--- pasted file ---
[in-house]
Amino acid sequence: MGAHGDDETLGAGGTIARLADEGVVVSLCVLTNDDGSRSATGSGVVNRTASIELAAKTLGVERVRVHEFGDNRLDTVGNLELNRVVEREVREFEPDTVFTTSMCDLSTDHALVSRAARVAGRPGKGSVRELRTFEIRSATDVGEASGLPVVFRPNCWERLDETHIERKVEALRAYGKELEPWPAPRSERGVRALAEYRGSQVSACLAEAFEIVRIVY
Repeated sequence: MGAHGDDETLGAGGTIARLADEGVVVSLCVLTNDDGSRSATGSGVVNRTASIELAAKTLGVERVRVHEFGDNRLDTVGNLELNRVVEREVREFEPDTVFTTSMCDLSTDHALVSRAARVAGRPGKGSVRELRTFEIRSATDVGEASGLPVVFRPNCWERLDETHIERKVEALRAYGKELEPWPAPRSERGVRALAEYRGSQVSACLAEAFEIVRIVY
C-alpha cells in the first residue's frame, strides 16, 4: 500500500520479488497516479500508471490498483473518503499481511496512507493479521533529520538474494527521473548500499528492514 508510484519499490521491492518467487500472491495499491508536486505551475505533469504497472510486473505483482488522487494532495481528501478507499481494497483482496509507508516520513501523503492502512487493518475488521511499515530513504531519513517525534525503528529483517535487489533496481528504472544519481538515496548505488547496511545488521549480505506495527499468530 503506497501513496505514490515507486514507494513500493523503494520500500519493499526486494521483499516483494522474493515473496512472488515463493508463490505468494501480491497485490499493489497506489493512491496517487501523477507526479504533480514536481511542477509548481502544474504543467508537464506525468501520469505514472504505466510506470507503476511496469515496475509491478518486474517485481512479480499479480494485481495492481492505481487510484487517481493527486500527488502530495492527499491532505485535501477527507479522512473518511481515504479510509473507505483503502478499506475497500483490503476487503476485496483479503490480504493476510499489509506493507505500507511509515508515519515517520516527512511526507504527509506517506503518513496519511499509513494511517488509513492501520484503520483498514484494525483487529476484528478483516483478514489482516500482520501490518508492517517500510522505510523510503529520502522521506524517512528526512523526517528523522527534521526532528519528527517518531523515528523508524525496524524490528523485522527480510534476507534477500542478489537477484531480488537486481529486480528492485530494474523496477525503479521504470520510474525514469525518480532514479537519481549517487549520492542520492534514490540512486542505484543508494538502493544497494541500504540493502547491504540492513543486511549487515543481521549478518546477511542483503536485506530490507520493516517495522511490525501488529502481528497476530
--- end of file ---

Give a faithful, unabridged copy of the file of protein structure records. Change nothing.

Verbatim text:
[in-house]
Amino acid sequence: MGAHGDDETLGAGGTIARLADEGVVVSLCVLTNDDGSRSATGSGVVNRTASIELAAKTLGVERVRVHEFGDNRLDTVGNLELNRVVEREVREFEPDTVFTTSMCDLSTDHALVSRAARVAGRPGKGSVRELRTFEIRSATDVGEASGLPVVFRPNCWERLDETHIERKVEALRAYGKELEPWPAPRSERGVRALAEYRGSQVSACLAEAFEIVRIVY
Repeated sequence: MGAHGDDETLGAGGTIARLADEGVVVSLCVLTNDDGSRSATGSGVVNRTASIELAAKTLGVERVRVHEFGDNRLDTVGNLELNRVVEREVREFEPDTVFTTSMCDLSTDHALVSRAARVAGRPGKGSVRELRTFEIRSATDVGEASGLPVVFRPNCWERLDETHIERKVEALRAYGKELEPWPAPRSERGVRALAEYRGSQVSACLAEAFEIVRIVY
C-alpha cells in the first residue's frame, strides 16, 4: 500500500520479488497516479500508471490498483473518503499481511496512507493479521533529520538474494527521473548500499528492514 508510484519499490521491492518467487500472491495499491508536486505551475505533469504497472510486473505483482488522487494532495481528501478507499481494497483482496509507508516520513501523503492502512487493518475488521511499515530513504531519513517525534525503528529483517535487489533496481528504472544519481538515496548505488547496511545488521549480505506495527499468530 503506497501513496505514490515507486514507494513500493523503494520500500519493499526486494521483499516483494522474493515473496512472488515463493508463490505468494501480491497485490499493489497506489493512491496517487501523477507526479504533480514536481511542477509548481502544474504543467508537464506525468501520469505514472504505466510506470507503476511496469515496475509491478518486474517485481512479480499479480494485481495492481492505481487510484487517481493527486500527488502530495492527499491532505485535501477527507479522512473518511481515504479510509473507505483503502478499506475497500483490503476487503476485496483479503490480504493476510499489509506493507505500507511509515508515519515517520516527512511526507504527509506517506503518513496519511499509513494511517488509513492501520484503520483498514484494525483487529476484528478483516483478514489482516500482520501490518508492517517500510522505510523510503529520502522521506524517512528526512523526517528523522527534521526532528519528527517518531523515528523508524525496524524490528523485522527480510534476507534477500542478489537477484531480488537486481529486480528492485530494474523496477525503479521504470520510474525514469525518480532514479537519481549517487549520492542520492534514490540512486542505484543508494538502493544497494541500504540493502547491504540492513543486511549487515543481521549478518546477511542483503536485506530490507520493516517495522511490525501488529502481528497476530